Monday, 24 July 2017

Handle with Care: Managing (and terminating) employees with mental health issues

Case Study: Finnegan v Komatsu Forklift Australia Pty Ltd [2017] FWC 2433

Mr Finnegan was a customer service supervisor for Komatsu. In March 2016, he commenced a period of sick leave due to a mental health condition. From March to October 2016, Mr Finnegan provided medical certificates to Komatsu stating he was not fit to perform any work. Komatsu could no longer hold Mr Finnegan’s position indefinitely and provided Mr Finnegan with multiple opportunities to demonstrate his fitness for work. Mr Finnegan failed to provide the requested medical evidence of his fitness for work and did not return to work. Ultimately, Komatsu terminated his employment in November 2016.

Mr Finnegan made an unfair dismissal application. The Commission held that the dismissal was unfair despite finding that Mr Finnegan was unable to return to work due to his mental health condition.

The Commission criticised Komatsu for not receiving information from the employee’s medical practitioners and for not meeting with the employee in person to discuss the possibility of his return to work. The Commission commented that the reason for the termination was therefore not clear and noted that dismissal via email of an employee suffering from mental illness was inappropriate.

In the decision, the Commission provided guidance for employers and stated, “Employees are not like other resources that an employer utilises in the operation of its business. Employees are human beings, they can be easily damaged, and when faulty they should be handled with more care than machines.” The Commission recommended that employers “provide fundamental support and understanding for an employee experiencing mental health difficulties”.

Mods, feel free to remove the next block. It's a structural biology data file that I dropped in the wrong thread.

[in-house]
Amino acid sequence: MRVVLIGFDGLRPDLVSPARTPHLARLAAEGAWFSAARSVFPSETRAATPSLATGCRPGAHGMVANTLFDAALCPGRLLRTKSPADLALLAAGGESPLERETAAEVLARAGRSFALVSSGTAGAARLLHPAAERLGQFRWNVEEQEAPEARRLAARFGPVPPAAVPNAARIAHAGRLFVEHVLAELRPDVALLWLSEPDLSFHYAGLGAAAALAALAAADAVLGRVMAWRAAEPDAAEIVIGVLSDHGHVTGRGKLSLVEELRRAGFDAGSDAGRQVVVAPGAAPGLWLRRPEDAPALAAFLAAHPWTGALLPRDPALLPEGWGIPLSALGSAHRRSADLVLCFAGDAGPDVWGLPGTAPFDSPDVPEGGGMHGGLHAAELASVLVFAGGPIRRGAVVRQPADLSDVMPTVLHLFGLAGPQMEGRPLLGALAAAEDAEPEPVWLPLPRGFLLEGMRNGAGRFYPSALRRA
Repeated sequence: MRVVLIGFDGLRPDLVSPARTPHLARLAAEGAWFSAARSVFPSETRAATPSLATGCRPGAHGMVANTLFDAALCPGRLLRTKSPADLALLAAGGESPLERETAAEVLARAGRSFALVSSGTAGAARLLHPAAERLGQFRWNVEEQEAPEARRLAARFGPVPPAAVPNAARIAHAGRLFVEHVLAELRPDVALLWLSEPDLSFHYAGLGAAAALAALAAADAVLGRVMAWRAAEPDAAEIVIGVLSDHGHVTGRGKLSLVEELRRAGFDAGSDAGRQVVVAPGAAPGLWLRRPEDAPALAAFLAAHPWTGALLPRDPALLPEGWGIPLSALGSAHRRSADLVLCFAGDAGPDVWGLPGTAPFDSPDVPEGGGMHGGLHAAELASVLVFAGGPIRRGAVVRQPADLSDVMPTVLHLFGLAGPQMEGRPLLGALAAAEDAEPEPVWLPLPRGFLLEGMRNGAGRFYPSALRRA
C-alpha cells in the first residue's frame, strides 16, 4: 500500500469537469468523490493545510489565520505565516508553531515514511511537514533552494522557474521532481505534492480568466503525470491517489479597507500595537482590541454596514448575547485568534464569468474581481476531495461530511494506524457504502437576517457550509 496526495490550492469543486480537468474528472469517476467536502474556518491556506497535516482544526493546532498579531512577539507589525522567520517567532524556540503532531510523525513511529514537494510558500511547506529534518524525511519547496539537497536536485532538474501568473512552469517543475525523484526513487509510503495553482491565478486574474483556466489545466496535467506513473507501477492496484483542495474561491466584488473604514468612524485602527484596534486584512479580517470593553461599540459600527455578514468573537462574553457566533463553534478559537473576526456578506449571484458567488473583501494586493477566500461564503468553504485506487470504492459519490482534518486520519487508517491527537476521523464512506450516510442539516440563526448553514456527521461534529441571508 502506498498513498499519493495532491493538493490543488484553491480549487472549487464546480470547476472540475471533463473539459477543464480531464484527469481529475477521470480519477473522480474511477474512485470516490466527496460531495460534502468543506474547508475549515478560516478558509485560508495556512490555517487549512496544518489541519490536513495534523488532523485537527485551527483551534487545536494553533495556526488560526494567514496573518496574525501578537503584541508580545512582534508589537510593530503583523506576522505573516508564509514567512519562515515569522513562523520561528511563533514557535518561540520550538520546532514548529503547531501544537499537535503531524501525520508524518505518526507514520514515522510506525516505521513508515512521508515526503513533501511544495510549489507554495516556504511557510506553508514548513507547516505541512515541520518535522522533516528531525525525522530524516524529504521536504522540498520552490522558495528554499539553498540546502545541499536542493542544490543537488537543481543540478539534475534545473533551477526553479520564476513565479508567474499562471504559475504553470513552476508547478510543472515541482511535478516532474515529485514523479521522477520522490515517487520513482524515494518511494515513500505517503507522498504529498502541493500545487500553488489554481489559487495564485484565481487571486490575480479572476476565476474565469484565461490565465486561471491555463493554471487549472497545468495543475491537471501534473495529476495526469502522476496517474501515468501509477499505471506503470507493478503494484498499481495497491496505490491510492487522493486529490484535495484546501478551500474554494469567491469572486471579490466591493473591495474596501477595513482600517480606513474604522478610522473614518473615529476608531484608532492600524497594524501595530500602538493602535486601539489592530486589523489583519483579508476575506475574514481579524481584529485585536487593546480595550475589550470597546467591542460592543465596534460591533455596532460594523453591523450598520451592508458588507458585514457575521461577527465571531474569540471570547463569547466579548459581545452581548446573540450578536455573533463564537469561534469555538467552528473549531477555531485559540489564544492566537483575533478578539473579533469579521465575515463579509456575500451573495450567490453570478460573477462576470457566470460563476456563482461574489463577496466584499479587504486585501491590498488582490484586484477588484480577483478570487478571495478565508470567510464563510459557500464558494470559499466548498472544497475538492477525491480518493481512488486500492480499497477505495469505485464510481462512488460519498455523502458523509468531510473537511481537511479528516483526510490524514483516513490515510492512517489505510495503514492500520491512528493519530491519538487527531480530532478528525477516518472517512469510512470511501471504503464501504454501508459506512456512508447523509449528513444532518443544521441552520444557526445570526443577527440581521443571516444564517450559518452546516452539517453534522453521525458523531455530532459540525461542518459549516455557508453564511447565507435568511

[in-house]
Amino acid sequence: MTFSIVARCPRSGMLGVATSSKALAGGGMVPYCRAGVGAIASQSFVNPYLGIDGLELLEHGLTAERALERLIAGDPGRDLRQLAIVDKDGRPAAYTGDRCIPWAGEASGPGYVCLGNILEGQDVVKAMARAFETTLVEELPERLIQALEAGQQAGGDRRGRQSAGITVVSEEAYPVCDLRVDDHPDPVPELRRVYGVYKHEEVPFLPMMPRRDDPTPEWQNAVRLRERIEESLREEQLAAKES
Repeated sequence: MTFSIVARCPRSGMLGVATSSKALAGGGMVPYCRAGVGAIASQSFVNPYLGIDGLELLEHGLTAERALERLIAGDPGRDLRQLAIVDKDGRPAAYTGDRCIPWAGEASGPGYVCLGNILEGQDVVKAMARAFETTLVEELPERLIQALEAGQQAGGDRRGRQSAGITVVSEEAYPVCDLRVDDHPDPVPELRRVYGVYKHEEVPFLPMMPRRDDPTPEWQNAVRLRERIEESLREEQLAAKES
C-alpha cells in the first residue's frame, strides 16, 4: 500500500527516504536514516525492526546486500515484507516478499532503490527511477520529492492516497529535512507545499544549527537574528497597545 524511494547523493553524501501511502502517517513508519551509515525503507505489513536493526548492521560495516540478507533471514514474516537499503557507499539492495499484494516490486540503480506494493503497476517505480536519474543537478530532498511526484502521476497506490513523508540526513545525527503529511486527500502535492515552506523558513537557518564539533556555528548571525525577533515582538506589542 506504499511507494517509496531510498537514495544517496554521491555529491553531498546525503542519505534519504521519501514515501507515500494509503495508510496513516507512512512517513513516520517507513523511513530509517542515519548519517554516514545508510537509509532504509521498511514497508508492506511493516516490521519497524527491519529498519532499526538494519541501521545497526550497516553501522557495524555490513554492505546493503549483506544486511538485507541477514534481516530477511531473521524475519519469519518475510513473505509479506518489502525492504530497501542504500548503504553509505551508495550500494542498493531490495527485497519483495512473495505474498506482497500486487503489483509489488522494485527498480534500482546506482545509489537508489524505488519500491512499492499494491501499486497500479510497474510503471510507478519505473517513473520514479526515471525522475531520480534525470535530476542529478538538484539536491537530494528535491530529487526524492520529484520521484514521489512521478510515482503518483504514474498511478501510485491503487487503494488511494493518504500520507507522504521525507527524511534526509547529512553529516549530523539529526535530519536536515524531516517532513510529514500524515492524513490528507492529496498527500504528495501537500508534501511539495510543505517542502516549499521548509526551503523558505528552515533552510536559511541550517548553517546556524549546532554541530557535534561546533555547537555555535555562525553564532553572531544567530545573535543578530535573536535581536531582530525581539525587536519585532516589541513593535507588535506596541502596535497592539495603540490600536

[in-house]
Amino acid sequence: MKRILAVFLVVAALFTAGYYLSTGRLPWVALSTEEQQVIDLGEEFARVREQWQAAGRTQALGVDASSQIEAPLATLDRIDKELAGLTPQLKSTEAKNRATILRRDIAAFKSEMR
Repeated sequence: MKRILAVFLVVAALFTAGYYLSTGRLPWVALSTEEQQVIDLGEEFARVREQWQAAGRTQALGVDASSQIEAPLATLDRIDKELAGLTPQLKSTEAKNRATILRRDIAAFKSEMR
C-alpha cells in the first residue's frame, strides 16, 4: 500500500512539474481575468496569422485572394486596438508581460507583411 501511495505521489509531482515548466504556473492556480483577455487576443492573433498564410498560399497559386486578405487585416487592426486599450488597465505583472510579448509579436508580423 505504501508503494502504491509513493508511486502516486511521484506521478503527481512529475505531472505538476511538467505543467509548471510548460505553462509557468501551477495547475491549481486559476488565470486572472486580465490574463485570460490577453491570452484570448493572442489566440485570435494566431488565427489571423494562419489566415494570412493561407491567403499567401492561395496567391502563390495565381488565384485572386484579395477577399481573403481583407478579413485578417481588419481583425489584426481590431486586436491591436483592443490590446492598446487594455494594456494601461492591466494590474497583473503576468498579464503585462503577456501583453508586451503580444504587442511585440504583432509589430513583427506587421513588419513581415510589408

Despite making this finding, the employee was only awarded 1 week compensation – due to his evident incapacity to perform the role.

Lessons for Employers

When employers are considering terminating an employee’s employment, they should keep comprehensive notes of reasons for the decision and any steps taken in managing the process.

Employers should ensure that an employee’s employment is terminated for a valid reason and that reason is clearly communicated to employees. Further, employers should ensure that employees are afforded procedural fairness by being given genuine opportunities to demonstrate their fitness for work.

In this specific instance, the Commission considered it would have been appropriate for the employer to proactively seek the requested medical evidence. However, this will not always be the case.

HR Legal frequently works with employers to develop strategies to manage challenging employees and the risks associated with termination of their employment. Please contact us if you would like assistance in relation to these areas.

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This article was produced by HR Legal. It is intended to provide general information only in summary format on legal issues. It does not constitute legal advice, and should not be relied on as such.

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